The last nine months have been pretty amazing to observe his language acquisition. At pre-school graduation in May, a number of other parents even commented at the end of the event how they couldn't believe Patch was the same kid. When he started he barely spoke a few words, and now he can complete full sentences with multiple clauses on relatively abstract thoughts (ok, abstract for a two year old. I won't brag too much).

Lately, I've been quite amused by a budding sense of humor, almost sarcastic ... taking after his father for sure! As I left for a work reception this evening, I gave him a kiss and told him I loved him. He replied, "Bye bye Doo Doo Nuts" (not sure where Doo Doo Nuts came from, but it's been a common phrase around the house for some time, unfortunately). To which I replied: "No, Patch. The correct answer is, 'I love you too, Mama!' "

Patch gets this sneaky grin on his face, looks me squarely in the eye, and says, "I love you so much - DADA!" and turns to Greg and laughs. William was forever the serious and intense baby and toddler ... nice to have Patch around to lighten things up. 

Sunday, June 10, 2012

Going local?

As facebook friends will know, Greg was off in Cambodia this weekend, exploring Angkor Wat with his sister. If blog readers are lucky, he might actually post about his trip! That left me, Wm and Patch for the weekend. Mind you, Greg's trip was actually my idea, so no one go giving him a hard time about leaving a pregnant wife with a 5 year old and 2 year old for three days.

Saturday was fine - our helpers come in for half a day anyway, and with back-to-back birthday parties, by 6PM the boys were exhausted so an easy bedtime. Sunday, however, was a challenge: Wm woke up at 4:30 AM (?!?), and while he and Patch attempted to fall back asleep in my bed, they failed miserably. As a result, all of us were cranky the whole morning. By 10:30 I couldn't take Patch's antics anymore, so off he went for an early nap. He managed to resist for 15 or 20 minutes before conking out.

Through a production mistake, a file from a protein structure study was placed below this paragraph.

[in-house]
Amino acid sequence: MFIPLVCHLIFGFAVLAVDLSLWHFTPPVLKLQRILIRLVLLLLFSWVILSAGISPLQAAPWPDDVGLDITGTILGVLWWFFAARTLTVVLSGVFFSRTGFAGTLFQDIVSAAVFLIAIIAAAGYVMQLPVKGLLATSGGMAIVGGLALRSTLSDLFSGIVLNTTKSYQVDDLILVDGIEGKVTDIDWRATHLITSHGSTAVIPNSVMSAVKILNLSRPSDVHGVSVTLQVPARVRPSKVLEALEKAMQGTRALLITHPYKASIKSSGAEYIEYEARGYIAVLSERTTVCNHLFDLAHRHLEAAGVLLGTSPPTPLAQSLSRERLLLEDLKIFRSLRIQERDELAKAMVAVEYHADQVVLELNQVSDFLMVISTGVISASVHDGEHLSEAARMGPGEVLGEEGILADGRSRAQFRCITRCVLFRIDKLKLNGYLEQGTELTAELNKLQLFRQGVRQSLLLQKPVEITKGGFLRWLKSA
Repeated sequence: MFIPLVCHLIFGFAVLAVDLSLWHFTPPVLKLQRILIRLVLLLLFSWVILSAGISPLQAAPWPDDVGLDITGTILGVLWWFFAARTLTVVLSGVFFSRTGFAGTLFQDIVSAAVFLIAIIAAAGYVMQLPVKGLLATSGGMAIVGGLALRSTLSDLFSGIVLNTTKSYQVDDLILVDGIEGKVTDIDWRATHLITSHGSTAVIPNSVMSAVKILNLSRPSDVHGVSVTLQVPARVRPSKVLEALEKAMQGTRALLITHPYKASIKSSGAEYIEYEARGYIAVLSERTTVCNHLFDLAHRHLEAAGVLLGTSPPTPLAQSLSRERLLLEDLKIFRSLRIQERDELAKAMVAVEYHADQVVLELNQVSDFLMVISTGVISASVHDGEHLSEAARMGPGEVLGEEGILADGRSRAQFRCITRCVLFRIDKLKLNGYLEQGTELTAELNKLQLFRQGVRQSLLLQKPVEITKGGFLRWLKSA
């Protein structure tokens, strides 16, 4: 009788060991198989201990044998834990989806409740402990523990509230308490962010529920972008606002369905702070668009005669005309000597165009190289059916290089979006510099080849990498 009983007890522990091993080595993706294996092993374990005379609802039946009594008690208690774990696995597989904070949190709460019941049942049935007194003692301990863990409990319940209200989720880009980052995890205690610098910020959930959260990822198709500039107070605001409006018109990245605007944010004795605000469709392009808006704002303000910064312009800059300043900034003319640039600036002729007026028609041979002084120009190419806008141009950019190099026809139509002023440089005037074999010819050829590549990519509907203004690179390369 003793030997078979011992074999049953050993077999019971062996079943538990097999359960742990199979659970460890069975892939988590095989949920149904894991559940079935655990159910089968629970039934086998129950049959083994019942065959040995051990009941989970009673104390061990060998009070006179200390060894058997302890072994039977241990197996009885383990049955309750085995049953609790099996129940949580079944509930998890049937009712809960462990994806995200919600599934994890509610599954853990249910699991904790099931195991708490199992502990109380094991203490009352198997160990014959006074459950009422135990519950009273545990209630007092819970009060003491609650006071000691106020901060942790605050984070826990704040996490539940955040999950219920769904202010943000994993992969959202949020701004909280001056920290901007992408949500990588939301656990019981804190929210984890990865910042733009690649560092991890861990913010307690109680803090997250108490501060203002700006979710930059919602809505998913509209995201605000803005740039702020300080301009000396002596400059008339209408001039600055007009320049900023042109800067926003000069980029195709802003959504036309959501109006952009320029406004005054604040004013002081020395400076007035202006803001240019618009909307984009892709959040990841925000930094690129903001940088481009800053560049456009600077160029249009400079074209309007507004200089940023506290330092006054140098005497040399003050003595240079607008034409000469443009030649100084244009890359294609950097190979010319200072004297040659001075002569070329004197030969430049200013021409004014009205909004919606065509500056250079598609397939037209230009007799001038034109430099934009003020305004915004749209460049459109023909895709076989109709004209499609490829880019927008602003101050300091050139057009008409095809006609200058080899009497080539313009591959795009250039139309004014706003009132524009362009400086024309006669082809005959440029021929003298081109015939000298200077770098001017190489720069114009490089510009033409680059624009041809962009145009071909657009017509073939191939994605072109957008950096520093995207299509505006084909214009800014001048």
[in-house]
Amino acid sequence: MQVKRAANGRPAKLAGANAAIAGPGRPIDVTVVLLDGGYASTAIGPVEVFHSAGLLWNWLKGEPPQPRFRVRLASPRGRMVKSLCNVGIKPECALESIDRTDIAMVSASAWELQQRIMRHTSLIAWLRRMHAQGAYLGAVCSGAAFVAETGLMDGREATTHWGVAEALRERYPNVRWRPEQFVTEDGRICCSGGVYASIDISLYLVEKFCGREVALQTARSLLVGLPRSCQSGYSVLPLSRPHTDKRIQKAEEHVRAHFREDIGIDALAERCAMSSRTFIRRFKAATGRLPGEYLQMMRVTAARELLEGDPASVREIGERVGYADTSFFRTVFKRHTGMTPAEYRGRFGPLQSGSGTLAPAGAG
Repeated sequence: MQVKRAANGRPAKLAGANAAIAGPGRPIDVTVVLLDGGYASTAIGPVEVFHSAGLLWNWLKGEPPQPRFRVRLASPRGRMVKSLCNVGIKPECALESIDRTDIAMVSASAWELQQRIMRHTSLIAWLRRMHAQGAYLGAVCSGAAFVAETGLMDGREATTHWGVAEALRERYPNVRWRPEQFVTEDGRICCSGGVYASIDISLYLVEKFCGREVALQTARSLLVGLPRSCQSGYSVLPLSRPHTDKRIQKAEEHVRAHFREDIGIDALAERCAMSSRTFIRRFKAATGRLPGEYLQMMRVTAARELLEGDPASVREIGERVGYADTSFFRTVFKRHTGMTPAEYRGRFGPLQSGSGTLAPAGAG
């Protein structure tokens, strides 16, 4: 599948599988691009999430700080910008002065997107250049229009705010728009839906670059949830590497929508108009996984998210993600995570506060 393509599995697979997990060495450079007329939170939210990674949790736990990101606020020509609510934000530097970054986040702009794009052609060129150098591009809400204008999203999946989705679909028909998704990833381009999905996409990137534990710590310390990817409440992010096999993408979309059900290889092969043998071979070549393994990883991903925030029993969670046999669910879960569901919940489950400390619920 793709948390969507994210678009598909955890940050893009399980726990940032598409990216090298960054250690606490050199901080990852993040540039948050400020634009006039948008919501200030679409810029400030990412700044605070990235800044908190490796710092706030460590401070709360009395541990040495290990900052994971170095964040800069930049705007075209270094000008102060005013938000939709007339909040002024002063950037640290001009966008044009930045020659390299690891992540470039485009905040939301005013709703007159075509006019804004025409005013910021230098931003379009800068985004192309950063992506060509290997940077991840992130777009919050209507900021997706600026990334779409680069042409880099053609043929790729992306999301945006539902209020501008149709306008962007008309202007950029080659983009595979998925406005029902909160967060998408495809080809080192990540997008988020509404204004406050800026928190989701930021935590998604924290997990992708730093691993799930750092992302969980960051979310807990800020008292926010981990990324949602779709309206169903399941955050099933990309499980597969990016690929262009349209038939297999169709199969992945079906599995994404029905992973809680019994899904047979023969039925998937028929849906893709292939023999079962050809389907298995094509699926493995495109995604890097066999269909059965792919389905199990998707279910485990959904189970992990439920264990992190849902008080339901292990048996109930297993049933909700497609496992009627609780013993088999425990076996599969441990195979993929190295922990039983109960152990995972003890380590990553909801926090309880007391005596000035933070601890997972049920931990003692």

By 11:30, I realized I needed a nap, too, or the afternoon was going to be worse than the morning. I must have sounded as upset / tired as I felt, because Wm understood that he wasn't supposed to bother me for 30 minutes (until both clock hands were pointing up). I finally got a quick cat nap, waking feeling much better.

Wm and I debated what to do for the afternoon - I realized it would be best if we got out of the house and preferably off the compound, since the morning attempts to go to the playground and pool failed miserably. Wm's suggestion? Mall of Asia! That's when I realized he's fully adjusted to Manila. When in doubt, go to a mall. Something will pop up of interest for sure.

I checked the movie schedule, and Madagascar 3 was playing at 2:45 and still had tickets available. At 2, I woke up Patch, packed a peanut butter sandwich (you can bring your own food into the movie theaters here - what a concept!), and off we went. Wm asked to stop for a strawberry smoothie, so I got a peach-mango smoothie and Patch some fresh apple juice, too. Patch really enjoyed the movie, but Wm got kind of mad at the mean animal control character, taking it a bit too seriously.